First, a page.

Fitness tip - Forward-reverse lunge combo

Fitness tip - Forward-reverse lunge combo

by Evigan Xiao 09 Jan 2020

When it comes to unilateral work, most lifters tend to relegate it to benches in favour of bilateral movements. Their rationale: what allows me to use more weight provides the most amount of progress. Single-legged work in particular is eschewed for more popular movements like back squats and leg presses. However, if you think that unilateral leg work done with light to moderate weight is simply too “wimpy” for your tastes, this brutal combo will prove you wrong.


The most popular unilateral movement for legs is without a doubt the walking lunge. Whether done with load or just bodyweight, the lunge tests the ability of the legs and hips to absorb and exert force as the weight of the body shifts from one side to the other. This also means that the core musculature has to work to keep the body stabilised in a moving environment. When done for distance or time, the walking lunge can be an effective metabolic conditioning tool as well.


Pairing the forward and reverse standing lunge into a combo movement allows you reap this metabolic benefit even if you’re short on gym real estate. The elimination of a constantly forward direction of movement also takes momentum out of play, increasing the muscular demand of the lunge. The back-and-forth motion of the forward-reverse lunge combo disrupts the body’s natural state of equilibrium, incorporating an aspect of instability to the movement as well.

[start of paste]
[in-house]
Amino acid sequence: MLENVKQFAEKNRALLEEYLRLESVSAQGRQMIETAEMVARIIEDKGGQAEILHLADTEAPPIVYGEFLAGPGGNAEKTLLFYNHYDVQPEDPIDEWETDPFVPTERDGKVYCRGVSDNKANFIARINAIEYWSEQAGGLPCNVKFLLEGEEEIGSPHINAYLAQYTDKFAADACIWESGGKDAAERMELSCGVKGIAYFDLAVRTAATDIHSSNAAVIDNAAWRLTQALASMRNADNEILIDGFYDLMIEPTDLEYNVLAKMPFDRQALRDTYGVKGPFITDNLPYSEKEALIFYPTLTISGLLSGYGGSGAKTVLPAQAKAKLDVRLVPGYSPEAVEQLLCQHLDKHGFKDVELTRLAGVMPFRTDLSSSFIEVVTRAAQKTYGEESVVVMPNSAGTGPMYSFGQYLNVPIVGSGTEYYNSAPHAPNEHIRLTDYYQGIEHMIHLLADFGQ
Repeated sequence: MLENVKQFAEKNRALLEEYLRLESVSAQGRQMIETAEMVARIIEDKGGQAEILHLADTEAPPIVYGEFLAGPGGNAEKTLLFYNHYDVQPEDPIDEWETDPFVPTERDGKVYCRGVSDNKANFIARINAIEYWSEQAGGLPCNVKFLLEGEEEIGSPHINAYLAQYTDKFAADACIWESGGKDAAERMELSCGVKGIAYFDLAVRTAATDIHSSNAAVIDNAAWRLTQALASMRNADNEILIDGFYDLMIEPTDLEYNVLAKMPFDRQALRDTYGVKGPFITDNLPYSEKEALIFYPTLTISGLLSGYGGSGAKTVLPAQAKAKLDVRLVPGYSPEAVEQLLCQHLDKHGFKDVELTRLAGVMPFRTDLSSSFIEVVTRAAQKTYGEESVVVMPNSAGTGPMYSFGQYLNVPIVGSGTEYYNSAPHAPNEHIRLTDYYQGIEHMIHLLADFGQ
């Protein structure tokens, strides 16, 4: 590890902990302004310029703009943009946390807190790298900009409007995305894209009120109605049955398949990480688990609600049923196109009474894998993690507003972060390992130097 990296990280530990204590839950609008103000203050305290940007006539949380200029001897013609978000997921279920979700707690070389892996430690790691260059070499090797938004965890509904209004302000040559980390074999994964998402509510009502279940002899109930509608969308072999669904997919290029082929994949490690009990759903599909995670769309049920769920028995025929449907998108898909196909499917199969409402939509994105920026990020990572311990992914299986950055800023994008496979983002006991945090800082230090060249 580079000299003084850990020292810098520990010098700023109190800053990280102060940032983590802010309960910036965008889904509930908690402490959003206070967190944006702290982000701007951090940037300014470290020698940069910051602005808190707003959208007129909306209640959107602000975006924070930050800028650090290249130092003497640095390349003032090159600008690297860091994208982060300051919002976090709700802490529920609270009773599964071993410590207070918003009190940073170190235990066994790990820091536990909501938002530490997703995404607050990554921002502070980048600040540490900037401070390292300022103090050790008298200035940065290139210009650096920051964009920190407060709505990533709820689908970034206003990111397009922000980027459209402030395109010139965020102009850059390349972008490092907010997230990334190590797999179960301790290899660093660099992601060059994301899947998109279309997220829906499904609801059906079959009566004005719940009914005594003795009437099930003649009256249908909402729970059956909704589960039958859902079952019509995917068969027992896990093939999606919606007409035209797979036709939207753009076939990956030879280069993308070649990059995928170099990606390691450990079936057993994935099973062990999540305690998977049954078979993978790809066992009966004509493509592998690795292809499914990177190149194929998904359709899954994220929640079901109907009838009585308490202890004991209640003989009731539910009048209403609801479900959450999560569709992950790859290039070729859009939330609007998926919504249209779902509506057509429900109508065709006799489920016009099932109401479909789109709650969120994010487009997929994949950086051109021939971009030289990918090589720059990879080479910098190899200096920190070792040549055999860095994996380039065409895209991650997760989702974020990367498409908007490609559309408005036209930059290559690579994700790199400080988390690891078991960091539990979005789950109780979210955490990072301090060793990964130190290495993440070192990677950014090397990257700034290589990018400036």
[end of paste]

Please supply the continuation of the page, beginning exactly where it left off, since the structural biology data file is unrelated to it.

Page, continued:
Location and equipment courtesy of TripleFit


When performing the forward-reverse lunge, it’s important to avoid overstepping with your lead foot. While doing so may allow you to get a deep stretch of your stationary side’s hip flexor, that is not the purpose of this exercise. You also end up having to do unnecessary work when it comes to bringing your foot back into your midline. Furthermore, poor hip control (i.e. anterior tilt) combined with an excessively stretched leg can result in lower back issues. A conservative step forward followed by a downward motion to a point where your rear knee is just above the floor is good enough.


A good place to position the forward-reverse lunge combo is at the end of a lower-body workout, where it can act as a finisher. Keeping it to higher reps with even-numbered sets and switching legs after each one allows you to hit the legs and hips hard while skyrocketing your heart rate. Alternatively, incorporating it into your warm-up regimen can be beneficial as well, as the movement requires a fair amount of coordination and proprioception for it to be done correctly. Performing it with just bodyweight can help you to focus on activating the appropriate musculature and “greasing the groove” when it comes to proper movement mechanics.


If you’re serious about your ability to function athletically, then you should approach single-legged work with as much seriousness as you do with your two-legged movements, maybe even more! Aside from reducing the amount of bilateral deficit in your body, you also address whatever weak links you might have in your lower body, as unilateral leg work often exposes flaws in a particular movement pattern (e.g. knee valgus, foot pronation, weak hip abductors, poor glute control, etc.). Use such tools to keep your training grounded and real!